Special agents? Yes, but what’s with Abraham?

Signpost for Sunday 29 June 2014: Gen 22:1-14; Ps 13; Rom 6:12-23; Matt 10:40-42

How many times have you read or heard “He who receives you receives me, and he who receives me receives him who sent me” (Matt 10: 40)? I’ve heard it many times but it struck me this week that once again my twenty-first century ears might not be hearing what first century ears heard. So I looked it up. I discovered that in ancient Jewish custom, whenever a superior commissioned someone to act on his behalf, that person was regarded as if he was the same person as the superior who sent him. It meant, for example, that people thought of a king’s emissary as if he were the actual king.

This is called the concept of shaliah, or the Jewish law of agency and knowing that, it seems to me that Matt10:40 casts some light on the concept of who Jesus is and was. The author of Matthew knew all about shaliah, so did the disciples, so did every Jew around in AD 80-85. All of them are hearing more than Jesus commissioning his disciples, they are regarding Jesus as God because God has commissioned him. For them it’s not all about incarnation.

And then I saw that shaliah has a bearing on the story of Abraham too. Especially (Gen 19:13) when the angels tell Lot they are about to destroy Sodom. Angels who have been commissioned by YHWH so we know very well it is YHWH himself who is going to destroy Sodom. That’s certainly the way Abraham sees it in Gen 19:23 when he begins arguing with YHWH until it is agreed that Sodom won’t be destroyed if YHWH can find just ten righteous people in the city.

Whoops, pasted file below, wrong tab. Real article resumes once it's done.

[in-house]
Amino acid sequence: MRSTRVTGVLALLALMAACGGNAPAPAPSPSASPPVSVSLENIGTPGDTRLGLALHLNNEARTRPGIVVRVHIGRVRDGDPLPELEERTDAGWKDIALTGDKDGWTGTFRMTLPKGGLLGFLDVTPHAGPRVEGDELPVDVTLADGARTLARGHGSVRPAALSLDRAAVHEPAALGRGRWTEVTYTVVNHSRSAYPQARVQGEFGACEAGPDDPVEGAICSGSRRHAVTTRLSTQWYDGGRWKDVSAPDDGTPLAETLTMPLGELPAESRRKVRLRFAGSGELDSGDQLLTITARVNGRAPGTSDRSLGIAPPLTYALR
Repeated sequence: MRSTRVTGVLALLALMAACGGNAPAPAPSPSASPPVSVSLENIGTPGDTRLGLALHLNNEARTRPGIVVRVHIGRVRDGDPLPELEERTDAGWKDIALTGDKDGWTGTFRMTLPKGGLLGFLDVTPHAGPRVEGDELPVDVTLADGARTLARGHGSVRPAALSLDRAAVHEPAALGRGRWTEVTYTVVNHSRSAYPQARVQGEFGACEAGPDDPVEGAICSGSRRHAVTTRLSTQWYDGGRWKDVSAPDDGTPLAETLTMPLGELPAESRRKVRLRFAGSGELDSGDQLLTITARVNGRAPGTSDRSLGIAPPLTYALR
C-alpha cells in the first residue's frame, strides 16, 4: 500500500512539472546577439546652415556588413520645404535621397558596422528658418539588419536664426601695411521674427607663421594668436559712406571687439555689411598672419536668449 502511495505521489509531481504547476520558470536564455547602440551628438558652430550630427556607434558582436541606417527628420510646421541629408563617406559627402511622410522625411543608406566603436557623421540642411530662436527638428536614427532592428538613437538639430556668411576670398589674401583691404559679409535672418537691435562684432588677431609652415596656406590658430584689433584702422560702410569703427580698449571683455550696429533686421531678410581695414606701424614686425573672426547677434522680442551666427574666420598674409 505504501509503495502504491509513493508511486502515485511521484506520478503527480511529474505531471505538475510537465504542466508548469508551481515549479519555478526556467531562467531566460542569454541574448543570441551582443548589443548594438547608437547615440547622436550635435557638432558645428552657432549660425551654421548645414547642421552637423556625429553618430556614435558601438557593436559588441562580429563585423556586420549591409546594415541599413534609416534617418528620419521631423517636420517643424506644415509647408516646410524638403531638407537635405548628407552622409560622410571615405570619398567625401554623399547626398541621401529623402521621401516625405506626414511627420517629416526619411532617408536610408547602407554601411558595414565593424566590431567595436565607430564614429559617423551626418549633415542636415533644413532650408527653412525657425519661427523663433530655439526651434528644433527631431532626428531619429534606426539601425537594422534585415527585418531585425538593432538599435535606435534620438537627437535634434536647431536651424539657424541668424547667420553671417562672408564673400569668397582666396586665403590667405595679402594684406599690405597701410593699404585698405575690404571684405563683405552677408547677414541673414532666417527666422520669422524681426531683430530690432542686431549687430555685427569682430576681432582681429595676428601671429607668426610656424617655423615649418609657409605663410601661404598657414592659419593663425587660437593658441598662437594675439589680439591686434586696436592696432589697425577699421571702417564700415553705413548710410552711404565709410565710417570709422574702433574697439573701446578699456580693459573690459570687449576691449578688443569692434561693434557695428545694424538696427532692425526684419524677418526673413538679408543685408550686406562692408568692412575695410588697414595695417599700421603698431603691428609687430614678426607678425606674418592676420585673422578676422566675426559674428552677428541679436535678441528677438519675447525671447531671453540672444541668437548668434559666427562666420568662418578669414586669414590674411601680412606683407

Hang on a minute. Is this Abraham the same man as the one in our reading this week? I only ask because when you hear YHWH’s words in Gen 22: 2, wouldn’t you expect Abraham to say something? But he doesn’t pipe up, doesn’t even squeak. I leave you to make of that what you will because all that came to my mind was this poetic version of the story, which I love:

The door it opened slowly,
My father he came in,
I was nine years old.
And he stood so tall above me,
His blue eyes they were shining
And his voice was very cold.
He said, “I’ve had a vision
And you know I’m strong and holy,
I must do what I’ve been told.”
So he started up the mountain,
I was running, he was walking,
And his axe was made of gold.

Well, the trees they got much smaller,
The lake a lady’s mirror,
We stopped to drink some wine.
Then he threw the bottle over.
Broke a minute later
And he put his hand on mine.
Thought I saw an eagle
But it might have been a vulture,
I never could decide.
Then my father built an altar,
He looked once behind his shoulder,
He knew I would not hide.

You who build these altars now
To sacrifice these children,
You must not do it anymore.
A scheme is not a vision
And you never have been tempted
By a demon or a god.
You who stand above them now,
Your hatchets blunt and bloody,
You were not there before,
When I lay upon a mountain
And my father’s hand was trembling
With the beauty of the word.

And if you call me brother now,
Forgive me if I inquire,
“just according to whose plan?”
When it all comes down to dust
I will kill you if I must,
I will help you if I can.
When it all comes down to dust
I will help you if I must,
I will kill you if I can.
And mercy on our uniform,
Man of peace or man of war,
The peacock spreads his fan.

For those who don’t recognize it, it’s The Story of Isaac by Leonard Cohen




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